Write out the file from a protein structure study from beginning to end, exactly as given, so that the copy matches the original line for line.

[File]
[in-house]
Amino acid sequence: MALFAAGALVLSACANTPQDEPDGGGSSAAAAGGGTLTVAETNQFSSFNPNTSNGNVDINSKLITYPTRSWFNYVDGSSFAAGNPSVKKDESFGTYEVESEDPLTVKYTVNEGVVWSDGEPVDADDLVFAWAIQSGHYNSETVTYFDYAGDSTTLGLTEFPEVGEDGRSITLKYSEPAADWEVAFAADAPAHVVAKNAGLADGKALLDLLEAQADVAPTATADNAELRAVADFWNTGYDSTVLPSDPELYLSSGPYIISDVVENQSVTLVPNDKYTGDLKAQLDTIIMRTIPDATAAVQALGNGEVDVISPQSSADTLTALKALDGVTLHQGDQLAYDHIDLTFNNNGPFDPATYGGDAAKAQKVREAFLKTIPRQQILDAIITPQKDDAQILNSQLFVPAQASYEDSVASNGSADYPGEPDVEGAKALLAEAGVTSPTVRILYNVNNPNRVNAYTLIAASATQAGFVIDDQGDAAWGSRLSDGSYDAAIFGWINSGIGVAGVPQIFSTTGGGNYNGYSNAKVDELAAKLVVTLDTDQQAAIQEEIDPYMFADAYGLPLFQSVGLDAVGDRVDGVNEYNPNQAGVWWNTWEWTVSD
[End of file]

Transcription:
[in-house]
Amino acid sequence: MALFAAGALVLSACANTPQDEPDGGGSSAAAAGGGTLTVAETNQFSSFNPNTSNGNVDINSKLITYPTRSWFNYVDGSSFAAGNPSVKKDESFGTYEVESEDPLTVKYTVNEGVVWSDGEPVDADDLVFAWAIQSGHYNSETVTYFDYAGDSTTLGLTEFPEVGEDGRSITLKYSEPAADWEVAFAADAPAHVVAKNAGLADGKALLDLLEAQADVAPTATADNAELRAVADFWNTGYDSTVLPSDPELYLSSGPYIISDVVENQSVTLVPNDKYTGDLKAQLDTIIMRTIPDATAAVQALGNGEVDVISPQSSADTLTALKALDGVTLHQGDQLAYDHIDLTFNNNGPFDPATYGGDAAKAQKVREAFLKTIPRQQILDAIITPQKDDAQILNSQLFVPAQASYEDSVASNGSADYPGEPDVEGAKALLAEAGVTSPTVRILYNVNNPNRVNAYTLIAASATQAGFVIDDQGDAAWGSRLSDGSYDAAIFGWINSGIGVAGVPQIFSTTGGGNYNGYSNAKVDELAAKLVVTLDTDQQAAIQEEIDPYMFADAYGLPLFQSVGLDAVGDRVDGVNEYNPNQAGVWWNTWEWTVSD